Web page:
Beasley by Connie’s side
Montagu Bay’s Connie Alomes thought she’d never be able to replace her old dog Woogie. However, after several trips to the dog’s home, Connie adopted an abandoned Jack Russell cross bull terrier named Beasley.
When you went to the dog’s home and met Beasley, what initially drew you to her?
Beasley defi nitely stood out. She wasn’t a surrender dog, she had been abandoned and was found wandering the streets just after she had given birth, although God knows what happened to her litter of pups.
Once Vyv [ Connie’s husband] and I decided to get Beasley, the dog’s home asked us to bring in Vyv’s 18- year- old whippet cross kelpie called Sox, just to make sure they got along alright.
Once we got her home it was obvious she had been severely mistreated – you couldn’t raise your hand or pick up a rake without her cowering on the ground. But after a lot of patience and love, within six months of having her she was a completely different dog.
We got her in late June/ July 2011 and that Christmas all the family were commenting that she just wasn’t the same dog; she had transformed into this wonderfully confi dent, obedient and affectionate animal.
How would you describe Beasley’s personality now?
She’s incredibly playful and just the tiniest bit mischievous. She’s very much a people dog, she doesn’t seem all that interested in other dogs, she’s interested in people.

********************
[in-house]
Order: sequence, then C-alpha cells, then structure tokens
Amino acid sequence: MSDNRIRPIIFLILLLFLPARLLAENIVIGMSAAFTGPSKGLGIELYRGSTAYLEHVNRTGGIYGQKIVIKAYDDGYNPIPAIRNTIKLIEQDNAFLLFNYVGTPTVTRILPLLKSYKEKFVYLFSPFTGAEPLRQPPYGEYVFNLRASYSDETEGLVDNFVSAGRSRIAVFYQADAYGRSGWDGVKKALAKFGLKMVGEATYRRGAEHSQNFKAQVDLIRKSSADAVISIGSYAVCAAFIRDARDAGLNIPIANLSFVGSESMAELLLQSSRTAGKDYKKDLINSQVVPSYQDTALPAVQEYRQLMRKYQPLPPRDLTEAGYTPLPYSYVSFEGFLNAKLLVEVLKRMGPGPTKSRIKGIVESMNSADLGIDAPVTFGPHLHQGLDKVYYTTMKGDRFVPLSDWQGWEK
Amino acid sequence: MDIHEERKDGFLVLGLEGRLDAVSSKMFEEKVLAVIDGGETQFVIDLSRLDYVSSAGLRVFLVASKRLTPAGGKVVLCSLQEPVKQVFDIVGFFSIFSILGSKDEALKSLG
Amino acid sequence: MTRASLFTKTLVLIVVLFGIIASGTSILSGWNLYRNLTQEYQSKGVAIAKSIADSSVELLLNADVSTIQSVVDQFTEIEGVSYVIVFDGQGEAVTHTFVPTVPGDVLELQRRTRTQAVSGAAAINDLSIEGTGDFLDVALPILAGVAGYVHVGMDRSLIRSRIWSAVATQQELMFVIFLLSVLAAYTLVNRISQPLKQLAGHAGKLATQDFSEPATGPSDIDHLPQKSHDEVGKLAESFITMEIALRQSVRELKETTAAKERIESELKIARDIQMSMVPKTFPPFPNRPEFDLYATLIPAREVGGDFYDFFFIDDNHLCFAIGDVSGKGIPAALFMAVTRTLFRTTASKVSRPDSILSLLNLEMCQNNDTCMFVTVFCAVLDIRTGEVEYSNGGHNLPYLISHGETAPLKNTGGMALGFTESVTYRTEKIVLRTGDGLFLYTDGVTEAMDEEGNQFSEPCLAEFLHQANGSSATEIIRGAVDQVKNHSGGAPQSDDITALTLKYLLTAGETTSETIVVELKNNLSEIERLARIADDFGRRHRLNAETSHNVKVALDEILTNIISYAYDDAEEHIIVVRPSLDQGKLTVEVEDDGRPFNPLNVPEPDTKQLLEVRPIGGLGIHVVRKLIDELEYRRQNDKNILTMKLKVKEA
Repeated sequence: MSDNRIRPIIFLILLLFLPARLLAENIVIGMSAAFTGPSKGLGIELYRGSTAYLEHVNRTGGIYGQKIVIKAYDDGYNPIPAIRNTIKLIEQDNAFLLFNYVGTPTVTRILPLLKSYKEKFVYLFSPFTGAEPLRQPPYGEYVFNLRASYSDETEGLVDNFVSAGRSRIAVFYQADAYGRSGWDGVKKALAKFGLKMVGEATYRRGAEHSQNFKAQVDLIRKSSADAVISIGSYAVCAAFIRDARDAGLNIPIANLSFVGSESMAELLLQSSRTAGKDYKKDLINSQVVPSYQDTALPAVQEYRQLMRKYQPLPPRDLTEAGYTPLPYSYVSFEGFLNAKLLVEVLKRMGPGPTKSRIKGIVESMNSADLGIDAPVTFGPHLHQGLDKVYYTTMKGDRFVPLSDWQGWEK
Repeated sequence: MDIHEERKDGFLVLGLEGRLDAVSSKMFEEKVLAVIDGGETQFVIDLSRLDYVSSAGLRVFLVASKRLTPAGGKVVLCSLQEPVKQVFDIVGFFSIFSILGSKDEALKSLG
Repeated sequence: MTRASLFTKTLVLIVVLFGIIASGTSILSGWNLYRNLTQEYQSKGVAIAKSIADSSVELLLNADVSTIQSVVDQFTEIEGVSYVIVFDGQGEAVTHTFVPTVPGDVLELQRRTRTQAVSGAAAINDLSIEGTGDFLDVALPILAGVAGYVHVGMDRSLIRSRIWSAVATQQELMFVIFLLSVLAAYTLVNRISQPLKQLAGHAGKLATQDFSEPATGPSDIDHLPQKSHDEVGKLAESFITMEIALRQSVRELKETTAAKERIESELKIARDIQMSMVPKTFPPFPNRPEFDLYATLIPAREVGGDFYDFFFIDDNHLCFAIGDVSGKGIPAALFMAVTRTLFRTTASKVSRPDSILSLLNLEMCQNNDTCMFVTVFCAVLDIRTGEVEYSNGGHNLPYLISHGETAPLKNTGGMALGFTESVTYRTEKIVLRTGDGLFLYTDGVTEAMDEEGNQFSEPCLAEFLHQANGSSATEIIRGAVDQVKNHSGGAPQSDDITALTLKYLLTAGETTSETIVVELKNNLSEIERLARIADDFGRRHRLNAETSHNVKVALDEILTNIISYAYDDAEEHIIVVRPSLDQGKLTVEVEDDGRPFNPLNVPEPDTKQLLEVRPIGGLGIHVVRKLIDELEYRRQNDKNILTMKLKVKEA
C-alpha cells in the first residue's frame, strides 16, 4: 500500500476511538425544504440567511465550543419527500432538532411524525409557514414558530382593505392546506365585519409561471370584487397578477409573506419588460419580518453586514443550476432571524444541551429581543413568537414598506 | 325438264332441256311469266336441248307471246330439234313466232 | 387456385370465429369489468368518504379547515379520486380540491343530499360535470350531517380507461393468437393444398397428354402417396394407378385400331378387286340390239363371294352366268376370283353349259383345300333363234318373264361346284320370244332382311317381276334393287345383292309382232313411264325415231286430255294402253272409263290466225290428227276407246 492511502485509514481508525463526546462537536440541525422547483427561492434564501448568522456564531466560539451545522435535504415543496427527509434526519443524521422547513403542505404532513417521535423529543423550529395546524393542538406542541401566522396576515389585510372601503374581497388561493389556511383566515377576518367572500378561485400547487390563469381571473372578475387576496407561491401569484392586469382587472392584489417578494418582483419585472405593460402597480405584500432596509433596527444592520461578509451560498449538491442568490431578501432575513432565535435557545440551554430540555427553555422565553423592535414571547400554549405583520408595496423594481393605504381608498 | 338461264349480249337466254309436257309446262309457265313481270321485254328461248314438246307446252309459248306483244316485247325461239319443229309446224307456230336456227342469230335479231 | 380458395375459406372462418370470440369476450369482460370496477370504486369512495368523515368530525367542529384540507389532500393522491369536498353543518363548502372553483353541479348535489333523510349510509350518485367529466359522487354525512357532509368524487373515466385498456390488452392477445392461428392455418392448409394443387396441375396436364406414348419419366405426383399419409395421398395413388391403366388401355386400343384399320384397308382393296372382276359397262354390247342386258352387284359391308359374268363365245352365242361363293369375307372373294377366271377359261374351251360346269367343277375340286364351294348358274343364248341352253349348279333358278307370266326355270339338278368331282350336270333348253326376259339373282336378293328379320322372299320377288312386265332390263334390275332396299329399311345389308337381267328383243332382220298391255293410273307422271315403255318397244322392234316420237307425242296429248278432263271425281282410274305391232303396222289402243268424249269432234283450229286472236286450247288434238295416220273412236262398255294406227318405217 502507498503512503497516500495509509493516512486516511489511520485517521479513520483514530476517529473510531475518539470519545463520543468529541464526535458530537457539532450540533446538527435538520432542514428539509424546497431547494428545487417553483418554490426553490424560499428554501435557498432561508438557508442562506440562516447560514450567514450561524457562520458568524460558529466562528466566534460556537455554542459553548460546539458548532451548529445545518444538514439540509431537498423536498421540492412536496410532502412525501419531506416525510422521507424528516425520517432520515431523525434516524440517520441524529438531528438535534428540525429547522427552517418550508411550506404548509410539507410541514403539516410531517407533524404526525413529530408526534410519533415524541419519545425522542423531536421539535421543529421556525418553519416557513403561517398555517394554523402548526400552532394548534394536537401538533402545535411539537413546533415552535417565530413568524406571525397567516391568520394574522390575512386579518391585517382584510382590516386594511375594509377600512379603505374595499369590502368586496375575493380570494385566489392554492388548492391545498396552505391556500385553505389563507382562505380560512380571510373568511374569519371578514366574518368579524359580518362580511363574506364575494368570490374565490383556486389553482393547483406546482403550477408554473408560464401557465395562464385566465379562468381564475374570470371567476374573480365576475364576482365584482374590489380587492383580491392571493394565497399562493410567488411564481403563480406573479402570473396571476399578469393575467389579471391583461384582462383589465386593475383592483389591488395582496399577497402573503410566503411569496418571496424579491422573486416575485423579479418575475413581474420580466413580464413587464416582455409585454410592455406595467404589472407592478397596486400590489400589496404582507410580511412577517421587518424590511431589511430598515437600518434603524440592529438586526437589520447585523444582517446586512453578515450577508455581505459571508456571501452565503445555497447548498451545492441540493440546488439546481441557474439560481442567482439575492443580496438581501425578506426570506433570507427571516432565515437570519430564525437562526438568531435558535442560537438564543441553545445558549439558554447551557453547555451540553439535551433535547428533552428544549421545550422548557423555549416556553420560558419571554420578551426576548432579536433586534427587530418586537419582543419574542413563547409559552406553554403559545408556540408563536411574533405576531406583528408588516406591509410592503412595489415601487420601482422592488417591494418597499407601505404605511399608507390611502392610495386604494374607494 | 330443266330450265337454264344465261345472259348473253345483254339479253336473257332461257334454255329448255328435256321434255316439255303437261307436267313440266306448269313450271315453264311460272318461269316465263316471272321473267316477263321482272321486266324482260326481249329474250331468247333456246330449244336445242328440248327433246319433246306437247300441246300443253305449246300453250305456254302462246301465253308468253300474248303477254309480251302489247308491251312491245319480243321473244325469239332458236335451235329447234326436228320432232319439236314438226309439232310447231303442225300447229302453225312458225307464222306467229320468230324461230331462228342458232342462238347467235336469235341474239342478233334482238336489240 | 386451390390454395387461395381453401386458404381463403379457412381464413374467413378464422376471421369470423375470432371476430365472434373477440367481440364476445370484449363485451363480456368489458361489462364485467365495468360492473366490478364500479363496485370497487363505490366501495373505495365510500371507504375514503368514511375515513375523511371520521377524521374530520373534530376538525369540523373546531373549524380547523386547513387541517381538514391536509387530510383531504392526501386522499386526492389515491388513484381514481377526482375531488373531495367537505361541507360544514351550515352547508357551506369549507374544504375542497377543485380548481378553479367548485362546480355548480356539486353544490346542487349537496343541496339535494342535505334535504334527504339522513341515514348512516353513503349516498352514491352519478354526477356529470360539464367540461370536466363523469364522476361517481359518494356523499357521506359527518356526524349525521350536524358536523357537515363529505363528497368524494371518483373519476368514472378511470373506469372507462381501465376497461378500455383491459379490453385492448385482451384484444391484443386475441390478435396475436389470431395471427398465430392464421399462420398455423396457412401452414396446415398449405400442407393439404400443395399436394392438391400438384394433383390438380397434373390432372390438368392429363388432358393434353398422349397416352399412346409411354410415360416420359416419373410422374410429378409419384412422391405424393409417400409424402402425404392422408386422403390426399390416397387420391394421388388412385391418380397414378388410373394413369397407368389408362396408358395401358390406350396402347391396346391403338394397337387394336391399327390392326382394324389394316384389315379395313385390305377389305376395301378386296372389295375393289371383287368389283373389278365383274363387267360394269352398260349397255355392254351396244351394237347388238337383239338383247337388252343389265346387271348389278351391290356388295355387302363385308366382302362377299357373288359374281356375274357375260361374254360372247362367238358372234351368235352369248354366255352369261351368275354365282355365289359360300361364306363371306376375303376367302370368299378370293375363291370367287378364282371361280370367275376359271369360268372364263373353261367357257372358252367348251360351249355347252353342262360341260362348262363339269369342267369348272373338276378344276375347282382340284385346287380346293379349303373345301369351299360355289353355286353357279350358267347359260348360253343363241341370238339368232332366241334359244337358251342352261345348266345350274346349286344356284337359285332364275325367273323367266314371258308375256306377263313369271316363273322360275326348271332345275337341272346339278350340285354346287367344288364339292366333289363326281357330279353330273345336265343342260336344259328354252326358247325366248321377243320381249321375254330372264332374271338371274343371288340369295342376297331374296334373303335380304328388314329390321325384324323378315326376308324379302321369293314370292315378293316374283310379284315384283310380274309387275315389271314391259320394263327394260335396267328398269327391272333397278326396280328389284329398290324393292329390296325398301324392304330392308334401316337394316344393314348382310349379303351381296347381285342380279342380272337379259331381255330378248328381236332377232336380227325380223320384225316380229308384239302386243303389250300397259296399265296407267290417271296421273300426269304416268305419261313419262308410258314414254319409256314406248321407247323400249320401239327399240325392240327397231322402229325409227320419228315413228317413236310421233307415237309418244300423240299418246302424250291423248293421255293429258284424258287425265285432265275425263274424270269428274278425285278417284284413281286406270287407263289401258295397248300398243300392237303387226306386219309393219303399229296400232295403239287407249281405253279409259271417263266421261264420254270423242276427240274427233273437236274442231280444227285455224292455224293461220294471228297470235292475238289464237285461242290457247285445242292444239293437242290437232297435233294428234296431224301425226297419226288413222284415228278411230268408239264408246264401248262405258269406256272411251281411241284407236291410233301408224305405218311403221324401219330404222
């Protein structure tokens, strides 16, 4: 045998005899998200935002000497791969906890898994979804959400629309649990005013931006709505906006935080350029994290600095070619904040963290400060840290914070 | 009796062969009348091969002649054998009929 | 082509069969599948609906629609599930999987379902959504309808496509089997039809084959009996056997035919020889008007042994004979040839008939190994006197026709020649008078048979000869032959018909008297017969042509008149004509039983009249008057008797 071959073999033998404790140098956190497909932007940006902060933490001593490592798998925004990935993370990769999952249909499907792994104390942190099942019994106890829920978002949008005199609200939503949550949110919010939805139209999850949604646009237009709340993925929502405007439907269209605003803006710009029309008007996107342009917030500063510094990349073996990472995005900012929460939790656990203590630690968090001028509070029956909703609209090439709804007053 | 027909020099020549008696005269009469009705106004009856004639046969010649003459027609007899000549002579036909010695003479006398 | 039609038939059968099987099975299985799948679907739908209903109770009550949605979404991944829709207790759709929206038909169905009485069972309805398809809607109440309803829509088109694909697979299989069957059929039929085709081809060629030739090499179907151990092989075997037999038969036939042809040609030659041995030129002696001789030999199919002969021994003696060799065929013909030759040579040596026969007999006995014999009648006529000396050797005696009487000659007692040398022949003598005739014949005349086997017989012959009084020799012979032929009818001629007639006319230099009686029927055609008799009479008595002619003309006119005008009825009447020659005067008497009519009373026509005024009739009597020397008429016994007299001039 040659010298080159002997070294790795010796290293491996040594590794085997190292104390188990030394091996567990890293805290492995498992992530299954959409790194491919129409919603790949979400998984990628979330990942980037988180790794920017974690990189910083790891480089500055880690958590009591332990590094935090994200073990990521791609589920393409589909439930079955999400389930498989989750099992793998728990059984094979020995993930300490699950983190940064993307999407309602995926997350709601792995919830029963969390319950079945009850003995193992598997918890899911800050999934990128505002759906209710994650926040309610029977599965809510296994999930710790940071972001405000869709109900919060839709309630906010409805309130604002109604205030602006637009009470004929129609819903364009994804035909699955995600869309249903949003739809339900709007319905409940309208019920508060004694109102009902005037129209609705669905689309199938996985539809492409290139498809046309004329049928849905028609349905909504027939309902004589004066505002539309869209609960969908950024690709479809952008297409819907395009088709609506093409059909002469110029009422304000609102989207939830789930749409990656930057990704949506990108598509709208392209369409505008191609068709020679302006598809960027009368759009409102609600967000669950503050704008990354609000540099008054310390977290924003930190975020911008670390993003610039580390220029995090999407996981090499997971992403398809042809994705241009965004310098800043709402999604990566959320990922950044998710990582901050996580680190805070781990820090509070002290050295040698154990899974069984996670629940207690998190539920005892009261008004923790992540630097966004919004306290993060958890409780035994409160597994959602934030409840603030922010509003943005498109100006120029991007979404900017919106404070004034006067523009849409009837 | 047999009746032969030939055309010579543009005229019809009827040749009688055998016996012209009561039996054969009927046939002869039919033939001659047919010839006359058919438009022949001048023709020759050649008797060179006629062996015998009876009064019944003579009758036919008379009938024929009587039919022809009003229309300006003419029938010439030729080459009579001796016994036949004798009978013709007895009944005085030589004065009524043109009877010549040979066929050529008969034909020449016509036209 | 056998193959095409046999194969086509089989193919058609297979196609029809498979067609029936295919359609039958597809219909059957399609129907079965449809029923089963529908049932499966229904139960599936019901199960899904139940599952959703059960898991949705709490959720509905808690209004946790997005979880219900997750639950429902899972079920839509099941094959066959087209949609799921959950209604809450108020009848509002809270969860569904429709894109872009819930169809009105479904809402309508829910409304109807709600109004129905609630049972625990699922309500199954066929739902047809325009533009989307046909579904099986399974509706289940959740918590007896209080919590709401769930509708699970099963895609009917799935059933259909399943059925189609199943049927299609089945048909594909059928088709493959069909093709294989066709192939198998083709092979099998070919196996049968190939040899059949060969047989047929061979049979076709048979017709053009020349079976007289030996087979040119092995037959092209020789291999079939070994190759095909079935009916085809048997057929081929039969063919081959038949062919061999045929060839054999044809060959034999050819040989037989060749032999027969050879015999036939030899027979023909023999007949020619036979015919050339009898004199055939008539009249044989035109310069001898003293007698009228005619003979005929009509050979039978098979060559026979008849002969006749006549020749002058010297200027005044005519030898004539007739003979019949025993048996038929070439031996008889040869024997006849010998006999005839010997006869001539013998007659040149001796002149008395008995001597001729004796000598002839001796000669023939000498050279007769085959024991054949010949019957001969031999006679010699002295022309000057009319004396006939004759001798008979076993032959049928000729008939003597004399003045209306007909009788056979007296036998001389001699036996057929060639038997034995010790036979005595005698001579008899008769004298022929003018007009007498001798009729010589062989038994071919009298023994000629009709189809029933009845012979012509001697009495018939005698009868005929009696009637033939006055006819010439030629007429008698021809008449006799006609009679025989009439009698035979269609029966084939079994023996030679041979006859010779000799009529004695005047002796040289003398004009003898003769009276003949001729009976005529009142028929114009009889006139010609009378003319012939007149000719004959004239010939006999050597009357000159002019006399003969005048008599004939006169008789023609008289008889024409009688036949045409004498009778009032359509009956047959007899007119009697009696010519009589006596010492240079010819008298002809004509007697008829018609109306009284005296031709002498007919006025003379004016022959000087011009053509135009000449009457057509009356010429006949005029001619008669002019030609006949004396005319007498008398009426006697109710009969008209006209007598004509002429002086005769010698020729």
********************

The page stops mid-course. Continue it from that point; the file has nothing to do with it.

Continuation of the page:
When we go walking with her there’s no problem having her off the lead because she stays close and if another dog crosses her path, she might go over and have a sniff but she won’t go far from my side.
She’s super affectionate and now that I only work part- time, she just follows me around the house all day long.
You’ve got an interesting story about when Beasley fi rst arrived at your home.
Well the vetting process for adopting a dog is quite thorough and we had to show that we had an appropriate backyard that was spacious and secure enough to have Beasley.
We had everything set up for her and we knew she was quite timid so Vyv and I put her in the backyard to run around and familiarise herself with her new home.
After a while, I went inside and then when I came back out, I called out to her and nothing. She had just disappeared.
I became absolutely frantic with Vyv and I running up and down our street, asking all the neighbours whether they had seen our dog, which we had only had for less than a hour.
It was really upsetting because I was just thinking, the people at the dog’s home trusted me to look after her and I had already lost her.
Finally, I decided I was going to go looking further and raced upstairs to put on some better shoes and as I was sitting on a chair putting them on, I peeked into the bottom of Vyv’s walk- in and there was Beasley lying down in the furthest recess of the wardrobe.
That made me realise there and then that we had to take extra special care of her.
What’s great about having Beasley?
Sure it’s satisfying seeing the transformation over the past two years in Beasley, but she has completely enhanced Vyv’s and my life, not the other way round.
We enjoy her so much, sometimes we just look at each other and laugh and say, “I can’t believe we are like that about a dog!”.